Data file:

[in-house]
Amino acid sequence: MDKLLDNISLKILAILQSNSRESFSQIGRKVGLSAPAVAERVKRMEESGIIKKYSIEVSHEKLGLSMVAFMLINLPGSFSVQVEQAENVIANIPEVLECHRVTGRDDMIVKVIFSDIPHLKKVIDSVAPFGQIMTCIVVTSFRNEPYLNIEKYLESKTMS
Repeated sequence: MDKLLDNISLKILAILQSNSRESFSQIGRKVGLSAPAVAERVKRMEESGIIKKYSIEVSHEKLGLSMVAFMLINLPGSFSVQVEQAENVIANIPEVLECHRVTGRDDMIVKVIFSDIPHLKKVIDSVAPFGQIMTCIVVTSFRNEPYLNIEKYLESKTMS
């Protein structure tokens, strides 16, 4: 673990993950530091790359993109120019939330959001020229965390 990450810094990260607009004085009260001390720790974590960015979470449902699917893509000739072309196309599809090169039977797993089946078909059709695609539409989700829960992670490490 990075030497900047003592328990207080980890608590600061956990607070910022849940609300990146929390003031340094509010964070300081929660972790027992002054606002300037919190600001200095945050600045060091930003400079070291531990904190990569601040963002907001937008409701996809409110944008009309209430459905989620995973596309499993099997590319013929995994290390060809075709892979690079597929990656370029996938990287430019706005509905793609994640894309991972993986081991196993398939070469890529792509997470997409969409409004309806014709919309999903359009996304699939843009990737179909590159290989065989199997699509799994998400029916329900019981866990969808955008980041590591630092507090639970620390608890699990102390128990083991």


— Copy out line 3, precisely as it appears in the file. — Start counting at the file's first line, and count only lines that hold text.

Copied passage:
Repeated sequence: MDKLLDNISLKILAILQSNSRESFSQIGRKVGLSAPAVAERVKRMEESGIIKKYSIEVSHEKLGLSMVAFMLINLPGSFSVQVEQAENVIANIPEVLECHRVTGRDDMIVKVIFSDIPHLKKVIDSVAPFGQIMTCIVVTSFRNEPYLNIEKYLESKTMS